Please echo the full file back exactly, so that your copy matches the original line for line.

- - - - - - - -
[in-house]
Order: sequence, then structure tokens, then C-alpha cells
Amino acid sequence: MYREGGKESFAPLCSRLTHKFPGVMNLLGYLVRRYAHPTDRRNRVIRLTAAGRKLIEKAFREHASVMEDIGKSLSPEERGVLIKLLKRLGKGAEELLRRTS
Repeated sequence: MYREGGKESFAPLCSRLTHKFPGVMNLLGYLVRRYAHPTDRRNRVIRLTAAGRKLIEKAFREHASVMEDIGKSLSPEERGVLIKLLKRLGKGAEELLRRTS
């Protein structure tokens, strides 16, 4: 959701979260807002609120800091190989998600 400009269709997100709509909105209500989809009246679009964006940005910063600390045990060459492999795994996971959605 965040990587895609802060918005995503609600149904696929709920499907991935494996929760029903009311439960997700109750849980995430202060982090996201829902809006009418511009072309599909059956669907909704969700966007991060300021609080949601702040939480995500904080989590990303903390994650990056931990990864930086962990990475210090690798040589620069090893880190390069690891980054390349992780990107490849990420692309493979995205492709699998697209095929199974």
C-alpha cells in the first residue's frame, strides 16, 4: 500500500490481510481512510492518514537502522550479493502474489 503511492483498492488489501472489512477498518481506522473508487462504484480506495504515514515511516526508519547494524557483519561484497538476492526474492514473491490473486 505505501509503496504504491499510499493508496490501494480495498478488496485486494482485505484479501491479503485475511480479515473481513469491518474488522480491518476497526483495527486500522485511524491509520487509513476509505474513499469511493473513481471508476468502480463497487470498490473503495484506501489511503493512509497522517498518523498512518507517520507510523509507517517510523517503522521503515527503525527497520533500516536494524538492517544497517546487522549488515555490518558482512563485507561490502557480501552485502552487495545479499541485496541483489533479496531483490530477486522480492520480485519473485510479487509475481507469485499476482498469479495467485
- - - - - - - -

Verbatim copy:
[in-house]
Order: sequence, then structure tokens, then C-alpha cells
Amino acid sequence: MYREGGKESFAPLCSRLTHKFPGVMNLLGYLVRRYAHPTDRRNRVIRLTAAGRKLIEKAFREHASVMEDIGKSLSPEERGVLIKLLKRLGKGAEELLRRTS
Repeated sequence: MYREGGKESFAPLCSRLTHKFPGVMNLLGYLVRRYAHPTDRRNRVIRLTAAGRKLIEKAFREHASVMEDIGKSLSPEERGVLIKLLKRLGKGAEELLRRTS
């Protein structure tokens, strides 16, 4: 959701979260807002609120800091190989998600 400009269709997100709509909105209500989809009246679009964006940005910063600390045990060459492999795994996971959605 965040990587895609802060918005995503609600149904696929709920499907991935494996929760029903009311439960997700109750849980995430202060982090996201829902809006009418511009072309599909059956669907909704969700966007991060300021609080949601702040939480995500904080989590990303903390994650990056931990990864930086962990990475210090690798040589620069090893880190390069690891980054390349992780990107490849990420692309493979995205492709699998697209095929199974």
C-alpha cells in the first residue's frame, strides 16, 4: 500500500490481510481512510492518514537502522550479493502474489 503511492483498492488489501472489512477498518481506522473508487462504484480506495504515514515511516526508519547494524557483519561484497538476492526474492514473491490473486 505505501509503496504504491499510499493508496490501494480495498478488496485486494482485505484479501491479503485475511480479515473481513469491518474488522480491518476497526483495527486500522485511524491509520487509513476509505474513499469511493473513481471508476468502480463497487470498490473503495484506501489511503493512509497522517498518523498512518507517520507510523509507517517510523517503522521503515527503525527497520533500516536494524538492517544497517546487522549488515555490518558482512563485507561490502557480501552485502552487495545479499541485496541483489533479496531483490530477486522480492520480485519473485510479487509475481507469485499476482498469479495467485